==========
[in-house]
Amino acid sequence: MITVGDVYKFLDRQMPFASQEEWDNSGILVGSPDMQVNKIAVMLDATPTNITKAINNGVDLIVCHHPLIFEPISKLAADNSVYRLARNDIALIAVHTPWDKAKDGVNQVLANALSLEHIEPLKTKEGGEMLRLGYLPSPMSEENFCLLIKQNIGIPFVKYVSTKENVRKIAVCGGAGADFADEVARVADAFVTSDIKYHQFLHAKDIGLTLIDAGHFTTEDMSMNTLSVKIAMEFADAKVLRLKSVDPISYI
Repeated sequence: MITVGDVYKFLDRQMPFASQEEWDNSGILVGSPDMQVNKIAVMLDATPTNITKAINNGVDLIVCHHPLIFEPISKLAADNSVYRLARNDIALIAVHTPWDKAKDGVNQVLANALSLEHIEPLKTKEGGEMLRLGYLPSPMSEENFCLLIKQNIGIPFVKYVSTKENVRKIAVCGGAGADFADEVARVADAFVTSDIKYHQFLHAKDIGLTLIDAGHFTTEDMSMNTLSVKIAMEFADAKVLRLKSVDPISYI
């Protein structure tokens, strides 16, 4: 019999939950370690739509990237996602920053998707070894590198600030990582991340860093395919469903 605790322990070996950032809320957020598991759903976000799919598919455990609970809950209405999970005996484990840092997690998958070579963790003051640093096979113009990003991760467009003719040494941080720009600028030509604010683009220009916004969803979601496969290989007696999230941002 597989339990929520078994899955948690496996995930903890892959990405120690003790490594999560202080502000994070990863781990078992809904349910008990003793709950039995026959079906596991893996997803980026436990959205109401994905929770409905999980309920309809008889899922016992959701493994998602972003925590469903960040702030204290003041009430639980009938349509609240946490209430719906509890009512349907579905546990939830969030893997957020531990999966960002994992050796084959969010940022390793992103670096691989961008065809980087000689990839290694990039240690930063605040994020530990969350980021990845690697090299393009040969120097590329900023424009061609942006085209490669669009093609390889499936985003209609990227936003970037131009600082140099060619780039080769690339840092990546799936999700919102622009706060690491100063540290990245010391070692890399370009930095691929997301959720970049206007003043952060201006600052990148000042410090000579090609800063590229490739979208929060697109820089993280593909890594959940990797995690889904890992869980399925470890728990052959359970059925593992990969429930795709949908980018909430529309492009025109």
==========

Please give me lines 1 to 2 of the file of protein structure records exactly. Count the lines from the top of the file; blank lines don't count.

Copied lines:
[in-house]
Amino acid sequence: MITVGDVYKFLDRQMPFASQEEWDNSGILVGSPDMQVNKIAVMLDATPTNITKAINNGVDLIVCHHPLIFEPISKLAADNSVYRLARNDIALIAVHTPWDKAKDGVNQVLANALSLEHIEPLKTKEGGEMLRLGYLPSPMSEENFCLLIKQNIGIPFVKYVSTKENVRKIAVCGGAGADFADEVARVADAFVTSDIKYHQFLHAKDIGLTLIDAGHFTTEDMSMNTLSVKIAMEFADAKVLRLKSVDPISYI